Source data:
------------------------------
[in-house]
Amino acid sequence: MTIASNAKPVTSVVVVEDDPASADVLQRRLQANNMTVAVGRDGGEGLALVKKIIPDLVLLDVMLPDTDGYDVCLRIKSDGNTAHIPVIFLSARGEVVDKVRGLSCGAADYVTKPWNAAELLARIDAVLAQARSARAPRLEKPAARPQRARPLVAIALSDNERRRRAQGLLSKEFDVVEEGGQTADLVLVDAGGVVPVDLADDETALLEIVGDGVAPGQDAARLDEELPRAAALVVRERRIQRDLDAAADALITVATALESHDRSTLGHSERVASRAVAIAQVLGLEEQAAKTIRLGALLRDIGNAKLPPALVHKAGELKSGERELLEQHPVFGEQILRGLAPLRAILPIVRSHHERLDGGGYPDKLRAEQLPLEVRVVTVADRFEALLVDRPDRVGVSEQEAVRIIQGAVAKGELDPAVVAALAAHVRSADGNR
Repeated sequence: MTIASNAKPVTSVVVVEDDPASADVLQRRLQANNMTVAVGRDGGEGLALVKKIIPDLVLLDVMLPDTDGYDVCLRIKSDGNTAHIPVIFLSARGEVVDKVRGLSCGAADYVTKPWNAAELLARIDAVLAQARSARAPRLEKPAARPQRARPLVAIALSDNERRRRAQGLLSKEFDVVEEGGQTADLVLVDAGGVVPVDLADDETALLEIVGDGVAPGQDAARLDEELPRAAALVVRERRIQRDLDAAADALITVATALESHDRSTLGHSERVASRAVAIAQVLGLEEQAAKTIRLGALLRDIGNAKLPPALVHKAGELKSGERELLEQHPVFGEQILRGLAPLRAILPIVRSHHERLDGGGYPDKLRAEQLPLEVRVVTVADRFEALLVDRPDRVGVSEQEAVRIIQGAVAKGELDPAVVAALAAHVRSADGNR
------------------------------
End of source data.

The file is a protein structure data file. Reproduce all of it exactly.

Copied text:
[in-house]
Amino acid sequence: MTIASNAKPVTSVVVVEDDPASADVLQRRLQANNMTVAVGRDGGEGLALVKKIIPDLVLLDVMLPDTDGYDVCLRIKSDGNTAHIPVIFLSARGEVVDKVRGLSCGAADYVTKPWNAAELLARIDAVLAQARSARAPRLEKPAARPQRARPLVAIALSDNERRRRAQGLLSKEFDVVEEGGQTADLVLVDAGGVVPVDLADDETALLEIVGDGVAPGQDAARLDEELPRAAALVVRERRIQRDLDAAADALITVATALESHDRSTLGHSERVASRAVAIAQVLGLEEQAAKTIRLGALLRDIGNAKLPPALVHKAGELKSGERELLEQHPVFGEQILRGLAPLRAILPIVRSHHERLDGGGYPDKLRAEQLPLEVRVVTVADRFEALLVDRPDRVGVSEQEAVRIIQGAVAKGELDPAVVAALAAHVRSADGNR
Repeated sequence: MTIASNAKPVTSVVVVEDDPASADVLQRRLQANNMTVAVGRDGGEGLALVKKIIPDLVLLDVMLPDTDGYDVCLRIKSDGNTAHIPVIFLSARGEVVDKVRGLSCGAADYVTKPWNAAELLARIDAVLAQARSARAPRLEKPAARPQRARPLVAIALSDNERRRRAQGLLSKEFDVVEEGGQTADLVLVDAGGVVPVDLADDETALLEIVGDGVAPGQDAARLDEELPRAAALVVRERRIQRDLDAAADALITVATALESHDRSTLGHSERVASRAVAIAQVLGLEEQAAKTIRLGALLRDIGNAKLPPALVHKAGELKSGERELLEQHPVFGEQILRGLAPLRAILPIVRSHHERLDGGGYPDKLRAEQLPLEVRVVTVADRFEALLVDRPDRVGVSEQEAVRIIQGAVAKGELDPAVVAALAAHVRSADGNR